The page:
Lack of consistency and defense are key factors that prevent many rookies from playing and being successful on winning teams right away. Based on Bacon’s size (6-foot-6, 221 pounds with a long wingspan) and physicality, he has the physical tools necessary to play passable defense. Combine that with his ability to score (he led the team in scoring in three of its five preseason games) and the unfortunate injury to Batum, it’s apparent that Bacon will get an opportunity to make the rotation and contribute.

Reliable two-way players on the wing are crucially important, but are not always readily available and are even less common on cheap contracts. The Los Angeles Clippers went through the entire Chris Paul/Blake Griffin era swapping small forwards on a nearly annual basis, struggling to find this kind of contribution from the wing. With little cap flexibility, the Clippers were unable to acquire a forward that could effectively and consistently play both end of the court, which caused issues over the years. As a second round pick, Bacon is set to make $815,615 in his first year. If Bacon is able to contribute at even a league average level, that will be a major boost for the shorthanded Hornets. Bacon is smart to focus on improving as a defender as Steve Clifford is a defensive-minded coach who will leave talented players on the bench if they aren’t making a positive impact on the defensive end of the court.

In fact, Clifford offered some strong simultaneous praise and criticism of Monk when it came to his scoring and defense.

“He can score, he can score, he can score [speaking of Monk],” Clifford stated. “I think his defense will come because he’s willing, he’s a good guy. I think that being a good player is very important to him.”

It’s apparent in Clifford’s comment that he values scoring, but that defense is also extremely important and essential to any player that wants to be a “good player.”

“He knows and understands that the way he has played in the past [in college], he can’t play in this league if he wants to be a good player,” Clifford said about Monk. “The big thing is, I told him, when people say, ‘he’s a talented offensive player’ that is a lot different than somebody saying, ‘he’s a talented NBA player.’”

Point guard Michael Carter-Williams also suffered an injury (bone bruise in his left knee), which received less attention than Batum’s injury. While Carter-Williams is not the same caliber of player as Batum, the Hornets are alarmingly thing at backup point guard. Without Carter-Williams, the team was going to lean on Batum to act as a playmaker more than he has in the past, which would have, at least in part, addressed the lack of an established backup point guard. But with Batum sidelined, Coach Clifford has given Monk time at the point guard position. If Monk proves capable of playing both guard positions and playing alongside Walker, that could go a long way towards mitigating the loss of Batum and Carter-Williams. It’s not reasonable to expect Monk (or Bacon) to produce as consistently as a seasoned veteran, but having them contribute at a league average level would constitute a big win for a Charlotte team with serious playoff aspirations.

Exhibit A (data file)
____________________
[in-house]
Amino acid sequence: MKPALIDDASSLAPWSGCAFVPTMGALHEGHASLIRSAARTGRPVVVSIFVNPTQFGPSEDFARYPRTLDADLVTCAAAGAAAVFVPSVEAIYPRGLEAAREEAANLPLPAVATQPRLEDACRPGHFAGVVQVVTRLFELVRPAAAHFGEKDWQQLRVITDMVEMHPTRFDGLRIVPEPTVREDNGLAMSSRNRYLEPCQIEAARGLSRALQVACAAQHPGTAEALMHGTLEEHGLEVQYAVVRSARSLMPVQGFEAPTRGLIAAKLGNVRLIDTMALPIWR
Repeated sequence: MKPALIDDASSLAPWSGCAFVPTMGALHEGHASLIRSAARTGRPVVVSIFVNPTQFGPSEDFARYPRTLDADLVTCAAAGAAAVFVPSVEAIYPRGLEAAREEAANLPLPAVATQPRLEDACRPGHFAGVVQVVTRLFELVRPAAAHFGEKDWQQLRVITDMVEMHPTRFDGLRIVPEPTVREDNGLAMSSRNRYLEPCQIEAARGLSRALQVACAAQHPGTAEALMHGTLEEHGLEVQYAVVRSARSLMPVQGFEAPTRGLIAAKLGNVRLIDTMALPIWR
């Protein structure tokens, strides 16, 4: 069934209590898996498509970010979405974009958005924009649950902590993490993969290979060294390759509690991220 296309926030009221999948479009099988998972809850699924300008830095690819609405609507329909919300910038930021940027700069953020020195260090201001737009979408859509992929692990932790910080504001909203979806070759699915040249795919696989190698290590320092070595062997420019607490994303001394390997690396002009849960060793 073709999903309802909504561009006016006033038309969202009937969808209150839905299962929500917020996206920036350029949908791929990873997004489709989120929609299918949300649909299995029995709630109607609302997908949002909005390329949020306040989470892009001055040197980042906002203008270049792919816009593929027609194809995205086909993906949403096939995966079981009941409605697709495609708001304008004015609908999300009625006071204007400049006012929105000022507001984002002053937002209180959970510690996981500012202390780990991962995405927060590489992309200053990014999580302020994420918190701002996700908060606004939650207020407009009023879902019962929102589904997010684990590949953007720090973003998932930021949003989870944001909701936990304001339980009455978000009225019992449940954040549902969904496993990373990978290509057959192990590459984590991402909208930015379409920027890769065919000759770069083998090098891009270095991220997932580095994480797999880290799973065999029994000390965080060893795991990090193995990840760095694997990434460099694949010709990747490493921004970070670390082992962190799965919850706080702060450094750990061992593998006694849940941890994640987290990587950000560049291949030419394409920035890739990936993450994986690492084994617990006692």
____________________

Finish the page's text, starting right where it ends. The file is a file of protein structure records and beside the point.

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Teams Refuse To Back Down To Stacked Warriors

Golden State got better over the summer, but that didn’t stop others from trying to stop them from repeating as champions

Spencer Davies

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Opening week is finally upon us.

Appropriately enough, the new-look Cleveland Cavaliers and Boston Celtics will kick off the 2017-18 NBA season tomorrow night, as will the defending champion Golden State Warriors when they host the improved Houston Rockets.

The clear-cut favorites to win the league title are the ones who have done so two out of the past three years, and rightfully so. Warriors general manager Bob Myers has done a masterful job of assembling a juggernaut. They’ve kept their insanely talented core intact and—aside from Ian Clark and Matt Barnes—haven’t lost any of their key bench pieces to free agency.